The result: more revenue for transit projects through higher car-tab taxes that vehicle owners pay. The reason: the valuation schedule that Sound Transit has used since it began to collect the tax in 1997 inflates the value of a new vehicle over its first 10 years compared to the Kelley Blue Book.

In 2015, lawmakers approved a bill giving Sound Transit authority for a voter-approved, car-tab tax not to exceed 0.8 percentage points — on top of the 0.3 percent approved in 1996 — for a total of 1.1 percent of the vehicle’s value.

That bill did not use the schedule with the lower values for vehicles that lawmakers approved in 2006, which would have meant less revenue for Sound Transit.

Instead, the bill said the higher valuation schedule that Sound Transit had used since it began to collect car-tab taxes in 1997 would be in effect until its 30-year bond debt incurred in 1999 for light rail projects is paid off. The transit agency has said that will happen in 2028, when its 0.3 percent car-tab tax is set to end.

In 2016, voters approved the 0.8 percent tax for Sound Transit 3 — the third in a series of transit packages — that consisted of a $54 billion transit expansion. It calls for 62 miles of new light rail, along with new commuter rail and bus lines by 2041. In addition to boosting the car-tab tax, the package included property and sales-tax increases.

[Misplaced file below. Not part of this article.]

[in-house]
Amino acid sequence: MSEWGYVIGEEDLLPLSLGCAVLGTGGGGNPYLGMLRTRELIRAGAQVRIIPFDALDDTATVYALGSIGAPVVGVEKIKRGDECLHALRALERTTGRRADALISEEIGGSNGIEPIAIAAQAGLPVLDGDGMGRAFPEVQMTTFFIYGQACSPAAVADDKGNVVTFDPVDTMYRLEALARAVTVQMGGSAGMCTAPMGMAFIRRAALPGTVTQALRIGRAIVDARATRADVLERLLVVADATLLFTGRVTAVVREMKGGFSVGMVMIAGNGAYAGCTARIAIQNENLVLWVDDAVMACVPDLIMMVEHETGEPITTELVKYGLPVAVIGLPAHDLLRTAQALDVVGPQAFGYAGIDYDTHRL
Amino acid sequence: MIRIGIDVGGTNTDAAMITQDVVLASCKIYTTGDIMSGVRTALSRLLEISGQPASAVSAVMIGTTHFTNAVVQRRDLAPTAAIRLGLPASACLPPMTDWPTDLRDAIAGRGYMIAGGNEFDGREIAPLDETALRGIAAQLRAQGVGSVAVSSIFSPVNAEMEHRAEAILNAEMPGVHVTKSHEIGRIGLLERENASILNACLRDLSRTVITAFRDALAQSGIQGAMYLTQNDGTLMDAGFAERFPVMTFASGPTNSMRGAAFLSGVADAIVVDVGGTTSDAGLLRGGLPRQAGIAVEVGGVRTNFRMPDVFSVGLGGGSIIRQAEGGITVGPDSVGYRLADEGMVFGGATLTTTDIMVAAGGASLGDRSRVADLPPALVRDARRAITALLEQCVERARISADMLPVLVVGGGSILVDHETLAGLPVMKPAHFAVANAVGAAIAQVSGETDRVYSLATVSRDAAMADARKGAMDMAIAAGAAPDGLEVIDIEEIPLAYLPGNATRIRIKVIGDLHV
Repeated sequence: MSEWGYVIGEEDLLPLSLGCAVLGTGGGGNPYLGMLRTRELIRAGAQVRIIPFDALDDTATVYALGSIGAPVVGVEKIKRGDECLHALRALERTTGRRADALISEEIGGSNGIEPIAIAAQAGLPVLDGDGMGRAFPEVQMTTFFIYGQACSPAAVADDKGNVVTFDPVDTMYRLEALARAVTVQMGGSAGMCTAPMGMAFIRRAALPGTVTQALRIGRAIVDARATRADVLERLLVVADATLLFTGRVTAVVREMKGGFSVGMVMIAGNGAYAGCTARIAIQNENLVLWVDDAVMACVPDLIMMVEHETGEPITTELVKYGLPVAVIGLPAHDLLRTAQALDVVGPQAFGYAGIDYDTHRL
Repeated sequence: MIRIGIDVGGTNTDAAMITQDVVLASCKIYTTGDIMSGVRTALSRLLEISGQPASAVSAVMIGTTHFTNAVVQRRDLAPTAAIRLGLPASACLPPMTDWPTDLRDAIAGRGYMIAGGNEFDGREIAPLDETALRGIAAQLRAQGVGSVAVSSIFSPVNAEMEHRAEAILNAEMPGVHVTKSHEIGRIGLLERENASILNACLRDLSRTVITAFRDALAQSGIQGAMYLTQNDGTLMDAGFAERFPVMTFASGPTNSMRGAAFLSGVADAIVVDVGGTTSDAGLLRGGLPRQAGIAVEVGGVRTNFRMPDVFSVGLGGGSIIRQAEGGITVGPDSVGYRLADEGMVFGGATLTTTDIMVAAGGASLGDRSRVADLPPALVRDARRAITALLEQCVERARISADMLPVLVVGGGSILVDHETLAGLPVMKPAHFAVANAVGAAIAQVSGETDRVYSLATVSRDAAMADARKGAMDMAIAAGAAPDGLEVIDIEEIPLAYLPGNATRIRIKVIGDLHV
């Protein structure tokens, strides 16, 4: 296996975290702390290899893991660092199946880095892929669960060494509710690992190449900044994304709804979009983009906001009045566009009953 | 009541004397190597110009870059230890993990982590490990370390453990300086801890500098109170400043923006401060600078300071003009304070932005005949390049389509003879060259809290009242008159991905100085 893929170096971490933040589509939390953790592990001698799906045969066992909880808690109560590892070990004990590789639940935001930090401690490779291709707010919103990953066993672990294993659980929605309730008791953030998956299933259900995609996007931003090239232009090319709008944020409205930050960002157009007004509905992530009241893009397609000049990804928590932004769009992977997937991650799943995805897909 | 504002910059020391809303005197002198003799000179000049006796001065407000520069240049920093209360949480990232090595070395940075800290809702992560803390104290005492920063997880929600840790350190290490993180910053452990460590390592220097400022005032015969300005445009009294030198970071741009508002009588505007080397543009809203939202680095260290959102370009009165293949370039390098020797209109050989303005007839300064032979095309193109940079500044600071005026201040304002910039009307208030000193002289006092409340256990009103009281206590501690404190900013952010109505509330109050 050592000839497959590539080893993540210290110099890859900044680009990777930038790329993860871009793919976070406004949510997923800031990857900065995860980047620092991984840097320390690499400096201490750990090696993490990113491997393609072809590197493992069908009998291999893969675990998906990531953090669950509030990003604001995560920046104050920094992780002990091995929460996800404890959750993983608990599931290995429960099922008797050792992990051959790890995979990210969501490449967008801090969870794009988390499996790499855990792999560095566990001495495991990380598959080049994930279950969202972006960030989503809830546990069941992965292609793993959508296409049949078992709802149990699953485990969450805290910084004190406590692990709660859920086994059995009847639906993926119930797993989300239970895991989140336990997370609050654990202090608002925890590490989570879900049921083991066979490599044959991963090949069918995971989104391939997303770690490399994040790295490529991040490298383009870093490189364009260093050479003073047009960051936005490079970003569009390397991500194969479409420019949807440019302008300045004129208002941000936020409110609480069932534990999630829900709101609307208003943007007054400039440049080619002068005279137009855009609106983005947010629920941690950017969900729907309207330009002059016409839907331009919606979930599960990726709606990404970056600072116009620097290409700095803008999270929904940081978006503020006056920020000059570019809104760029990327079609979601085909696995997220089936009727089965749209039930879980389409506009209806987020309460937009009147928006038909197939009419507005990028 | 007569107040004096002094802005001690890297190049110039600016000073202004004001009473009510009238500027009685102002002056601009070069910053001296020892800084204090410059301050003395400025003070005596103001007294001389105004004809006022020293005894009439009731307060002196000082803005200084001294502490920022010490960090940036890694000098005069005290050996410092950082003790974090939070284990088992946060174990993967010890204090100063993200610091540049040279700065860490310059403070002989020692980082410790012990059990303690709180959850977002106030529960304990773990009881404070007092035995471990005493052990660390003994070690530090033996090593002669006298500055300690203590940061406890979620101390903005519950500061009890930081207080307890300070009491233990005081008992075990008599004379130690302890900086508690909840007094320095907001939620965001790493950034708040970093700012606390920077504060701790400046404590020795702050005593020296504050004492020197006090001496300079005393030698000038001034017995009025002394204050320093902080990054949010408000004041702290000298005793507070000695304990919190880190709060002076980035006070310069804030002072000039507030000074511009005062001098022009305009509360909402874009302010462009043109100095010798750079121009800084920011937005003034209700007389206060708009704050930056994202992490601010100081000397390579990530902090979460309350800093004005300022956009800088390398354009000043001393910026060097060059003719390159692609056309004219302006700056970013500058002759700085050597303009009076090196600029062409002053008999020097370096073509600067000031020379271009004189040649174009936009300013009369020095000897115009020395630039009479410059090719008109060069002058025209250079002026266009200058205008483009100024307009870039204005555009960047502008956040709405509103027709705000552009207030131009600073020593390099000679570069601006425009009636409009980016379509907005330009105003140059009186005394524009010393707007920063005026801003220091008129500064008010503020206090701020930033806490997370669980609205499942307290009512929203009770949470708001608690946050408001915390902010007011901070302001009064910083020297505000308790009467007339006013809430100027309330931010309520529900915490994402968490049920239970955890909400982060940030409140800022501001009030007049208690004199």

The Senate is considering a bill that would require the transit agency to use a valuation schedule that would result in lower costs for taxpayers, but Sound Transit has said the measure would drain $1 billion in revenue from its coffers, triggering delays in light-rail projects and causing higher debt costs.

Gov. Jay Inslee on Thursday encouraged lawmakers to continue work on the valuation schedule.

“I’m not wedded to some valuation system. People have expressed concern about it. I think the Legislature ought to be open about doing something different with the valuation system to resolve people’s concerns about that. But when they do that, they will need to find some other way to plug the holes in the budget that would otherwise occur, and I’m happy to work with them to do that,” Inslee said.

State Sen. Steve O’Ban, R-University Place, said the Supreme Court’s decision was disappointing, but he stressed that voter approval last year of Initiative 976 lowered Sound Transit’s MVET rate and revised the “unfair schedule” to use the Kelley Blue Book. The initiative is on hold because of a legal challenge that is expected to reach the state Supreme Court.

“This decision also underscores the importance of the Legislature, in session right now, to pass my bill to enact $30 car tabs and not leave the matter to the courts. The Legislature has the power to give taxpayers the relief they demanded by passing I-976. It can pass my bills that enact I-976, and allow Pierce County to exit from the ST3 project. That would go a long way to earning back that public trust,” he said.

James Drew covers the state Legislature and state government for McClatchy’s Washington papers: The News Tribune, The Olympian, The Bellingham Herald and The Tri-City Herald.